In Brief: Valentino Sold, Sounds Like Staten Island, New Director for DIFFA, IDSA International

An installation view of “Ronan & Erwan Bouroullec, Bivouac,” an exhibition on view through July 31 at the Centre Pompidou-Metz. (Courtesy Studio Bouroullec)

• Ciao, Doha! A luxury-loving bunch of Qatari investors (read: royals) have acquired Valentino from private equity player Permira, which has controlled the Italian fashion house since 2007. A statement issued today announcing the transaction did not disclose financial terms, but the price tag is believed to be around 700 euros ($856 million at current exchange). “Our vision is to back management for the long term to exploit the full potential of this exciting brand,” said a representative from the buyer, Mayhoola for Investments, in the press release. “We believe Valentino is ideally suited to form the basis for a global luxury goods powerhouse.”

• What does Staten Island sound like? Mermaids and the muffled sobs of Alexander Graham Bell, apparently. Hear for yourself beginning this weekend with the debut of “Telettrofono,” the fourth edition of the Guggenheim’s stillspotting nyc project. The new site-specific commission by sound artist Justin Bennett and poet Matthea Harvey takes the form of a 90-minute waterfront walking tour that will allow listeners to discover the true story of Antonio Meucci, the unacknowledged inventor of the first telephone (1871), and the hidden story of Meucci’s wife Esterre, who was rumored to be a mermaid who left the water for land due to her love for sound. (Look sharp for a young Tom Hanks.)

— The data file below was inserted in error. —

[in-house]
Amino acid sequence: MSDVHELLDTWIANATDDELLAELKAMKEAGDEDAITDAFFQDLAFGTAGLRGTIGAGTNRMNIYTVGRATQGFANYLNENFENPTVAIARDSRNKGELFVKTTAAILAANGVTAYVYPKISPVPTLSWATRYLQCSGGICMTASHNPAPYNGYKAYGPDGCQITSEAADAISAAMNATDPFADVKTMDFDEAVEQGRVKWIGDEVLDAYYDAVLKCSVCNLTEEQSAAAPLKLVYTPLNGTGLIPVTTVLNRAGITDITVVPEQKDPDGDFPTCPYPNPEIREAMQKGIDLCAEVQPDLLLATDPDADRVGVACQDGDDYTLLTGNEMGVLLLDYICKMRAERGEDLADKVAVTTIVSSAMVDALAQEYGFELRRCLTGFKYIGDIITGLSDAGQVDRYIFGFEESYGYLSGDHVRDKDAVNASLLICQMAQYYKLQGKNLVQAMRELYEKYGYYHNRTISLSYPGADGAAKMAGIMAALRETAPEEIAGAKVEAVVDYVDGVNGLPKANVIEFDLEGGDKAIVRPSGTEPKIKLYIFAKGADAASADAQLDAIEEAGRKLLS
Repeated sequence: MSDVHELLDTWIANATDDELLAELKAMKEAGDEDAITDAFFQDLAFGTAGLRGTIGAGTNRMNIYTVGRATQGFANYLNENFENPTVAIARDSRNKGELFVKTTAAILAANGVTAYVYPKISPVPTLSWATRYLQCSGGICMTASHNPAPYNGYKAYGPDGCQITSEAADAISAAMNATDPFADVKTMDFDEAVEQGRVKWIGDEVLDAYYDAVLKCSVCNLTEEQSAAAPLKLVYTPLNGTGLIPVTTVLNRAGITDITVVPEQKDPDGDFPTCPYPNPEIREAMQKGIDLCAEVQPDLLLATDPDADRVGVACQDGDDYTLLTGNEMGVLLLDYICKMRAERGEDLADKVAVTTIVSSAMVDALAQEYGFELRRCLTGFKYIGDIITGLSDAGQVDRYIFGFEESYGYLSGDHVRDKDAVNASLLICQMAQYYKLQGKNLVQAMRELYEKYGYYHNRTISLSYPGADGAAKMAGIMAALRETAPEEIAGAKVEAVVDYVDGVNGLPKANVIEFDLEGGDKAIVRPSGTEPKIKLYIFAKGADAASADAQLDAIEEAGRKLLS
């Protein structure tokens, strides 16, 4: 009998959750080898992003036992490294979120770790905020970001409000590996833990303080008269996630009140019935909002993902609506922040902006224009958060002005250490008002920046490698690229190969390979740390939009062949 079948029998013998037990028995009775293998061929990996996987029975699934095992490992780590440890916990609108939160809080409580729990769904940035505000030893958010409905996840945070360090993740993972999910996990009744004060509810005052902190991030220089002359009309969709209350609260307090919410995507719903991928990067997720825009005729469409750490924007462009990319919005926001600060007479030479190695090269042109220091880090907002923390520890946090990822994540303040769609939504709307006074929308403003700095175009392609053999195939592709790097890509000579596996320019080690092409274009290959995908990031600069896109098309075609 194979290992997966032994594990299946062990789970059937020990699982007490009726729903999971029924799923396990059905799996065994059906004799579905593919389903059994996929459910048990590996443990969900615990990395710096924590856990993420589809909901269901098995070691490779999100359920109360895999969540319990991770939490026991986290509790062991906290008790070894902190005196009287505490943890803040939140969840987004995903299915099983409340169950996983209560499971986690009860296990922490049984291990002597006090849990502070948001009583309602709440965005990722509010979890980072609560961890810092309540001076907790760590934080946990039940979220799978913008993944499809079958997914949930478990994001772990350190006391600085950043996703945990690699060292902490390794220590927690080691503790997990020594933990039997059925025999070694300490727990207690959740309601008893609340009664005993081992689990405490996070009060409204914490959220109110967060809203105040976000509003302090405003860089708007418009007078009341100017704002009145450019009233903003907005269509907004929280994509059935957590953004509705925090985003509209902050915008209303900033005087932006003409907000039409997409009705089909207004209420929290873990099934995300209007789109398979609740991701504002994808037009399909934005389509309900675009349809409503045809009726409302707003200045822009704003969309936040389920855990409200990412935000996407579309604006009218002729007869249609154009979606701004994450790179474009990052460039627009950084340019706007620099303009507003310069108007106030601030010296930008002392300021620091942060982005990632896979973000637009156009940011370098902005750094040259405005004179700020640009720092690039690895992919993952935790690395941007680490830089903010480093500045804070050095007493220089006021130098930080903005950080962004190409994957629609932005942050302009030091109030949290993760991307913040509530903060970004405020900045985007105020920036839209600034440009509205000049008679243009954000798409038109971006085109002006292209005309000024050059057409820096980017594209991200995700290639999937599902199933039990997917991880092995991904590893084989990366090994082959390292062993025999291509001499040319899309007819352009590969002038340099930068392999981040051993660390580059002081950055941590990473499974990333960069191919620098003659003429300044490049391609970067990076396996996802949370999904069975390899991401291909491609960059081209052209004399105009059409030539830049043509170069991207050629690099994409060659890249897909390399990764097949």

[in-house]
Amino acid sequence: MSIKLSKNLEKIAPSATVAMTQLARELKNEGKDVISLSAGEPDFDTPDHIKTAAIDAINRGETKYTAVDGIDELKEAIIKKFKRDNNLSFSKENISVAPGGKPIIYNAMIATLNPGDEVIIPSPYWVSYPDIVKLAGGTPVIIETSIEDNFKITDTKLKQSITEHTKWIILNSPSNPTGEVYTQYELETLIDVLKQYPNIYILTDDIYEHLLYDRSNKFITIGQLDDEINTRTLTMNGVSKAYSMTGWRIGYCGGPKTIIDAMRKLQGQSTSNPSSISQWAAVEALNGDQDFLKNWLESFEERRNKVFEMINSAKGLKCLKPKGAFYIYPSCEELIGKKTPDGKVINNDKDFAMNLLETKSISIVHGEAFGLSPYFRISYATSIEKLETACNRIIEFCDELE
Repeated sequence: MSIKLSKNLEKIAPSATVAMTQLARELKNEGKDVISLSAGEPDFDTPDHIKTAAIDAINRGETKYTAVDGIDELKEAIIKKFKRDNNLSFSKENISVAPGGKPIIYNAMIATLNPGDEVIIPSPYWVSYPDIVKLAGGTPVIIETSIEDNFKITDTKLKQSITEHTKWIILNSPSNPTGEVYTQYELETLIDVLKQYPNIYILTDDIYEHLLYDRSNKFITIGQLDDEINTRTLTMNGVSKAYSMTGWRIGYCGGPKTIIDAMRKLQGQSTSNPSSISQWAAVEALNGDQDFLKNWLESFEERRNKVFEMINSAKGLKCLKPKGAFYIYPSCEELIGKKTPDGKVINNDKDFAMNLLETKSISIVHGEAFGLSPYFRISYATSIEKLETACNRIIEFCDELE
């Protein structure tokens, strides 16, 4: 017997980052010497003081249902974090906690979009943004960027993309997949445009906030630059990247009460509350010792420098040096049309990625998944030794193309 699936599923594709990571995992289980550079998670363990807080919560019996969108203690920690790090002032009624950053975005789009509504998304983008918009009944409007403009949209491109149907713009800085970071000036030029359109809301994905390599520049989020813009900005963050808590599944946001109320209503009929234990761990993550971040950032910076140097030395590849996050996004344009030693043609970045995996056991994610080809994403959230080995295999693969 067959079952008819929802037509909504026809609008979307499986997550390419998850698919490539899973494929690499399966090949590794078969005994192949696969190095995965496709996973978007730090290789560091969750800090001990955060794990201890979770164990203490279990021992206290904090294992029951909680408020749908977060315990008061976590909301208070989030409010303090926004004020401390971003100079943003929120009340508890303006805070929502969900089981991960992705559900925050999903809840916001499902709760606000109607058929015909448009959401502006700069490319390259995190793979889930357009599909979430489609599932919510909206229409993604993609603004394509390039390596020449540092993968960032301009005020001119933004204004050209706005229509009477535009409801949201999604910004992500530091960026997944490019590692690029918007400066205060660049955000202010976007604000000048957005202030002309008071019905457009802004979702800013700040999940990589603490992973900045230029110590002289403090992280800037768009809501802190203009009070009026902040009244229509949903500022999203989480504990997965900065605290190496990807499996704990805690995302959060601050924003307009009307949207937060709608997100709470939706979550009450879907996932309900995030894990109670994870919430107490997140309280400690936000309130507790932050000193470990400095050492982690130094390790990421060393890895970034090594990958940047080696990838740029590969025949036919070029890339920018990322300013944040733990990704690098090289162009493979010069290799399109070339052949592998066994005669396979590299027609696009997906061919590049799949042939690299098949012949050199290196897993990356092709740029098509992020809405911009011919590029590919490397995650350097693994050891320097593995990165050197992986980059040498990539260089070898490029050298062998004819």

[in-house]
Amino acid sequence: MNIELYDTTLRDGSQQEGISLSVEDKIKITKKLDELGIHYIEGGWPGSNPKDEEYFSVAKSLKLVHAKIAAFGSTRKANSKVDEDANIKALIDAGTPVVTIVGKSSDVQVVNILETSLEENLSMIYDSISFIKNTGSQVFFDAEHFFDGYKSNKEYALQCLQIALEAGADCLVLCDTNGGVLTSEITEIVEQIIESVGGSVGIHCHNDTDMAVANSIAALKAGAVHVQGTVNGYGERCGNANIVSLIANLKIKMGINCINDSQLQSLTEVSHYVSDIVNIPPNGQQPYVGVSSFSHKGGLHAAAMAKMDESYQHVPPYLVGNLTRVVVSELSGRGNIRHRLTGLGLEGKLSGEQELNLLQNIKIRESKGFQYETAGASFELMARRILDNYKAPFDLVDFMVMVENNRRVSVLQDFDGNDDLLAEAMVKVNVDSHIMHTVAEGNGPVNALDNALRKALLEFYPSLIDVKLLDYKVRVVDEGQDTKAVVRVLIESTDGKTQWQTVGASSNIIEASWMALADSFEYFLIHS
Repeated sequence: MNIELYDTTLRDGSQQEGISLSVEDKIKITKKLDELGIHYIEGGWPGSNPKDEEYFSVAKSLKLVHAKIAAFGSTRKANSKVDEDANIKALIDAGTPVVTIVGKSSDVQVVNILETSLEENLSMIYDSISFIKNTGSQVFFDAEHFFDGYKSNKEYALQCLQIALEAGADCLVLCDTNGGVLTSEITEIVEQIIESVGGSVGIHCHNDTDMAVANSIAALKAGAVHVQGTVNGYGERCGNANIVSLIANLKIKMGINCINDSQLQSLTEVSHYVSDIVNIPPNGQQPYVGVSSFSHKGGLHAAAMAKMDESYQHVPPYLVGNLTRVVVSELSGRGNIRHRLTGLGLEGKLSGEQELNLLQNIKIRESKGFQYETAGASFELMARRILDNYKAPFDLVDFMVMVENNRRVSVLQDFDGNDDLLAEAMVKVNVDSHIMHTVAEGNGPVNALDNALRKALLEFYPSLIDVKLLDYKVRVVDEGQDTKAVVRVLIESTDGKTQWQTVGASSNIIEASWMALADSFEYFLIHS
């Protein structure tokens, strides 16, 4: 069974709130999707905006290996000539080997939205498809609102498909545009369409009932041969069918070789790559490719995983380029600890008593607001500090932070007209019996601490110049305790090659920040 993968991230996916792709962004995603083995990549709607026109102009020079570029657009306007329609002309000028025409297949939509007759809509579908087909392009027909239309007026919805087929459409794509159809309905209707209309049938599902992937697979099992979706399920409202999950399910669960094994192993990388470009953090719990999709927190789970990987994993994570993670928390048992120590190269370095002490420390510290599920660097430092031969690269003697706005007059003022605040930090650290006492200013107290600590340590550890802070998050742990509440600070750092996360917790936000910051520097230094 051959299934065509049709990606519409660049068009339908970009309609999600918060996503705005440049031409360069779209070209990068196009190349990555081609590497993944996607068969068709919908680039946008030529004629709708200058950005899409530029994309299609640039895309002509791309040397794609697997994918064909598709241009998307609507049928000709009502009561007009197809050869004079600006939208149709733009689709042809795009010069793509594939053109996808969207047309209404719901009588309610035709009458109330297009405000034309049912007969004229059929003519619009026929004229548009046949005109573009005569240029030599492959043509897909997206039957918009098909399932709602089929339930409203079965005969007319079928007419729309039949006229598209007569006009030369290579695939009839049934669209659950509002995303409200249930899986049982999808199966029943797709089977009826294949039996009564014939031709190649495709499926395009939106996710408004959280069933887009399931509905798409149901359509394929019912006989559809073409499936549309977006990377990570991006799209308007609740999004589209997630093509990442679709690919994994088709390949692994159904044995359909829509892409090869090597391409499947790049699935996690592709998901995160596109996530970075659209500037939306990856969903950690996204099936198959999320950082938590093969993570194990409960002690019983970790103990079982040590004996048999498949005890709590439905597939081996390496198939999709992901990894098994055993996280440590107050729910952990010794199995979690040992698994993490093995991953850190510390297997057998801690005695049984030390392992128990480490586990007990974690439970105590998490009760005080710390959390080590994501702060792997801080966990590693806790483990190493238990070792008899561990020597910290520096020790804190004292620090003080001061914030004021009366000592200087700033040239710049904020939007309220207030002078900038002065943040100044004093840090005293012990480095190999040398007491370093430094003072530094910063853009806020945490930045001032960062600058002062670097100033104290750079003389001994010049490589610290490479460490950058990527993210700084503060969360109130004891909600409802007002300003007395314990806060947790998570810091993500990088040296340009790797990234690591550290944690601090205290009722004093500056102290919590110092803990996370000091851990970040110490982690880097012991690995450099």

DIFFA: Design Industries Foundation Fighting AIDS has found a new executive director in Christopher Ryan More, who currently serves as the U.S. Fundraising Director for the International AIDS Society. More will replace David Sheppard, who is retiring on August 1 after 17 years as DIFFA’s executive director.
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New York Goes Dotty for Yayoi Kusama

Attendance won’t be spotty for the Yayoi Kusama retrospective, which opens today at the Whitney Museum following a Tuesday evening fete that abounded with polka dots, disembodied tentacles, and enough red mylar balloons to send the diminutive artist herself aloft (alas, she was not in attendance). “She might be a small woman, but she’s one hell of a powerful one,” said Whitney Museum director Adam Weinberg at a press preview for the exhibition, which was organized with Tate Modern and made previous stops in Madrid, Paris, and London. “This historic retrospective brings her back to the city where, as she said, ‘Kusama has become Kusama.’ Some of the most important developments in her life and work happened here.”